Things I Learned From Movie X: Green Lantern
By Edwin Davies
January 26, 2012
The best part of awards season for most people is catching up on all the acclaimed dramas and "funny peculiar, not funny haha" comedies that they didn't watch months ago, despite glowing reviews, but which they decide to give a chance once a body of people they don't know decides that they might be worthy of a of a god-damned statue. (Incidentally, I'm writing this before the Oscar nominations come out, so just in case it doesn't get any nominations, can I just ask you all to stop being assholes and watch Beginners already? It's really, really good.) Since I try to watch everything that I can as soon as it comes out for the purpose of review and to generally be a smarmy prick, I don't have to catch up on the quality entertainment. Instead, I choose to spend my time exposing myself to the very worst films of the previous year, because that's totally normal and *not* soul-destroying.
In pursuit of this lofty, crazy dream, fate has drawn me to watch Green Lantern, the adaptation of the DC comic series about a green space acrobat who's allergic to yellow. (I *may* have not been emotionally invested enough in the film and its dumb story to pay attention to the minutiae.) Starring Ryan Reynolds' chest and a whole load of talented actors who should have known better, its crappiness proved to be the perfect counterbalance to the blockbuster season last year, setting the bar so low that merely okay fare like Rise of the Planet of the Apes couldn't help but look terrific in comparison. Shorn of its context as a really shitty yardstick, what can Green Lantern teach us (other than "no one, regardless of species, looks good in skin-tight, bright green bodysuits," which we all should have learned by now on our own anyway)?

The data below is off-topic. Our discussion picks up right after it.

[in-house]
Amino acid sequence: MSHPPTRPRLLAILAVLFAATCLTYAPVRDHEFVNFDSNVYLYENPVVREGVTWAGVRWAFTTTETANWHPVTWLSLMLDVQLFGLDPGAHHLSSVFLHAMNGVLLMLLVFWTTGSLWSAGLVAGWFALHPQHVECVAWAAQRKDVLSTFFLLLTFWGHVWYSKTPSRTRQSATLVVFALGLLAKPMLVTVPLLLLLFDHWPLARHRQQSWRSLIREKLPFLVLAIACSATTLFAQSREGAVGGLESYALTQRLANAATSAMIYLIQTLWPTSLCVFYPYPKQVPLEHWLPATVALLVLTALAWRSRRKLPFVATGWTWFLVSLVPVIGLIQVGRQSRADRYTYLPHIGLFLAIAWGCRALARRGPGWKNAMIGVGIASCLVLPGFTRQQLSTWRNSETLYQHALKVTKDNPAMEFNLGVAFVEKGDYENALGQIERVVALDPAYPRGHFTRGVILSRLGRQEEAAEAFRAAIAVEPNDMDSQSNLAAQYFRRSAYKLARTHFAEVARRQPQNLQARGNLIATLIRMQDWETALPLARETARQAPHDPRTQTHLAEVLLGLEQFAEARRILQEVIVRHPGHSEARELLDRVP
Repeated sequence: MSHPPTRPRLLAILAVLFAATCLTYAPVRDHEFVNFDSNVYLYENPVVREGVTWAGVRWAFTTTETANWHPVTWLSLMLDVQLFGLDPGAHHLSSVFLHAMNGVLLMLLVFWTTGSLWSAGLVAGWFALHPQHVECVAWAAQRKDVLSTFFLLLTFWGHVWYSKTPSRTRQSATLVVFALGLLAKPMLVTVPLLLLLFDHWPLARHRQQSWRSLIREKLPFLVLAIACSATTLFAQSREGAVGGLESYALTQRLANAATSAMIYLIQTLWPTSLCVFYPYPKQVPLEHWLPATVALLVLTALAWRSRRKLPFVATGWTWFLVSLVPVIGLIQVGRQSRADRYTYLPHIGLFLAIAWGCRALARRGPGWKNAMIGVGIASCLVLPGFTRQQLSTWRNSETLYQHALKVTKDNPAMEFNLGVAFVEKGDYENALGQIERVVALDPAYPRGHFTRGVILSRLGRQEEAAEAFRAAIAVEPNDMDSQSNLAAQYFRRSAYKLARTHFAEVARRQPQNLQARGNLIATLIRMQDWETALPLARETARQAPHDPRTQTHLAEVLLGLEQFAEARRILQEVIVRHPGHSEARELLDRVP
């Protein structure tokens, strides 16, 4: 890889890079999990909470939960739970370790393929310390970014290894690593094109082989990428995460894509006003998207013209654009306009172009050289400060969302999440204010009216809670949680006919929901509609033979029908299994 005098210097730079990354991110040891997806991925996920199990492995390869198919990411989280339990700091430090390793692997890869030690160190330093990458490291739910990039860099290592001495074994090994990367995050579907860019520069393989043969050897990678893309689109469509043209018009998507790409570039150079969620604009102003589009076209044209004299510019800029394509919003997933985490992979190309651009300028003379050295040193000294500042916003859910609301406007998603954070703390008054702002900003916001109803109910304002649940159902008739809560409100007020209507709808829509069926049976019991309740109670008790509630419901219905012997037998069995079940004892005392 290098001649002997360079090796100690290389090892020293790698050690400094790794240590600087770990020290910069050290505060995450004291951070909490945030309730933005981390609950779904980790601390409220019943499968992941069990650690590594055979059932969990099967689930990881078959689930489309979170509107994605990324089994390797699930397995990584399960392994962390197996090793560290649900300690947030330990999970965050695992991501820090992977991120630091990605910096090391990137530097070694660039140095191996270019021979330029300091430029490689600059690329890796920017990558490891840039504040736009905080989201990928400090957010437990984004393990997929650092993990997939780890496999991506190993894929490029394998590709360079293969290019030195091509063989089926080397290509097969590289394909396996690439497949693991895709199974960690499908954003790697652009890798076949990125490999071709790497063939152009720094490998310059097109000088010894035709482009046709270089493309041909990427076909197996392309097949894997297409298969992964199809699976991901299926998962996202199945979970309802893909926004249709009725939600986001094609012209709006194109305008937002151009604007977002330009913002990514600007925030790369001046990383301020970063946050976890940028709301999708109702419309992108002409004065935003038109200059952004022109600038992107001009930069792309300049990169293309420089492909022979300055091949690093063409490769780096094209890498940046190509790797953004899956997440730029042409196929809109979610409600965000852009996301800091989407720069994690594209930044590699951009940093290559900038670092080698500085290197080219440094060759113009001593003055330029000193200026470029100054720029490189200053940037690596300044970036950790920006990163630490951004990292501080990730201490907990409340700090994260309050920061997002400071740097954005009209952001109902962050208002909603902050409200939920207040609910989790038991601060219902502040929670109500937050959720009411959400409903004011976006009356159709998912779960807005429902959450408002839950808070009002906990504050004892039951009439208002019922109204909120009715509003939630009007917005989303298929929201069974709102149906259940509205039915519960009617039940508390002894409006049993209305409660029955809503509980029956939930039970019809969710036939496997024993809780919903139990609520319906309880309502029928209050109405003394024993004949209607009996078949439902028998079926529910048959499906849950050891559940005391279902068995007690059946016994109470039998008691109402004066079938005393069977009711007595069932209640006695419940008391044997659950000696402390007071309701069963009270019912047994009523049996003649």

Imagination is a powerful thing
I'll freely admit here and now that I know nothing about Green Lantern, either as a character or as a comic series. I only really got into comics in my late teens/early '20s and, with the exception of a few Superman and Batman runs, I quickly gravitated to the non-superhero side of the medium, so I never really had the chance to sample all the various different superbeings on offer. As such, this was my first exposure to the Green Lantern universe and the nature of Hal Jordan's (Ryan Reynolds) powers, which can best be summed up as the ability to give physical form to anything he can imagine. Given the potentially limitless capabilities of his powers (not to mention the wonders that CGI has to offer these days) the film decides that all Hal ever needs to conjure up are giant guns. Whilst they are impressive, they're hardly the sort of creations that you'd hope for, given that the magic ring Hal receives allows him to create literally anything.